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thoughts and observations about design, information architecture and design history
Wednesday 12|19|01
Info Arch vs. Graphic Design

Gerry McGovern's most recent column decides to pit Information Architecture versus Graphic Design. He obviously does not understand Graphic Design and design training. His arguments assume that the Graphic Designer is purely a purveyor of style and is a graphic artist rather than a problem solver who creates COMMUNICATION solutions appropriate to the medium in which it will be delivered.

Graphic Designers are getting a bad rap across the web and within a lot of communities. The influx of "designers" who spread across the web during the heyday and swathed sites with heavy graphics and inappropriate flash sites have given the field - which concerns itself with creating solutions that most appropriately communicate meaning - a bad name.

The latest Communication Arts issue has an essay by Nancy Nowacek that comes at this Us vs. Them from the point of view of a well trained thoughtful designer. She defines Design to be:

"Design is also understanding cultural signs and human behavior to create resonant, clear, and intuitively usable objects."

This is what Design is about. She also points out that many designers who worked in print, also did signage sytems and environmental spaces, they worked on Annual Reports and a variety of other problems that required careful thought about the problem, the intended communication, the best solution and an understanding of the final presentation medium.

She notes that many of us, in order to continue to grow and work on the interesting projects and to make a difference, have evolved, have changed our titles and pretty much never mention that we are graphic designers. The name, the profession, used be something that she and many of us were proud to tell people. Now we are "Information Designers" or Information Architects" or "UI Designers" but we have dropped the dreaded Graphic because of the negative connotations associated with it by many in the online world.

Many senior designers that I know, have taken their skills in organizing for meaning, in grouping and developing systems and displays, and become Information Architects. The skills are translateable. I am not saying that there aren't a lot of misguided and poorly trained people out there calling themselves "Graphic Designers", but I am asking that we shouldn't all be judged by what a few are doing. I am an Information Architect. I am a Graphic Designer. I use my skills and experience across multiple mediums and have great concern for choosing the appropriate solutions for the medium. There shouldn't be an Us vs. Them. We are Us. We are Them. There are a lot of people I know who feel the same way.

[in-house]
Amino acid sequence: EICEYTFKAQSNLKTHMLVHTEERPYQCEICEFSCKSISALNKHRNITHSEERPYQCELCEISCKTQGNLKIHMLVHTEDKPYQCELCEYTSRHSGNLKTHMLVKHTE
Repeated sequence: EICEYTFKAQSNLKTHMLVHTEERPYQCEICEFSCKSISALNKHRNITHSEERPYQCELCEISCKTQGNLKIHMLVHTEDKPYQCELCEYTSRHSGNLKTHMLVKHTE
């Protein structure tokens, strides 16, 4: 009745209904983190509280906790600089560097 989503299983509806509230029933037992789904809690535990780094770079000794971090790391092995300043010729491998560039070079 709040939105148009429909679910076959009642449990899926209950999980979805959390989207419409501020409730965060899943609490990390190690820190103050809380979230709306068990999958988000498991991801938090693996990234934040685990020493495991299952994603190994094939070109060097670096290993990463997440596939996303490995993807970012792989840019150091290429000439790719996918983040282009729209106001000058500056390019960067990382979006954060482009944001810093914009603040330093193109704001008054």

Posted by erin at 12:18 PM | in Criticism :: | Link | Comments (2)

Monday 09|10|01
Teaching Graphic Design

This study done at MIT Media lab, attempts to research and articulate the process and procedures for teaching graphic design. The study looks at a series of design books and draws examples of the design instructions and comes to conclusions about the examples and instructions.

While I find this interesting, I find it strange that the researcher did not study actual beginning design classes. Much of what is found in design books, is example of best practices or case studies. Many books are supplemental to the actual hands on practice and instruction done in the classroom. In many ways, studying design is akin to apprentice models. Learning from the master by example, trial and error and by seeing rather than by reading from a book.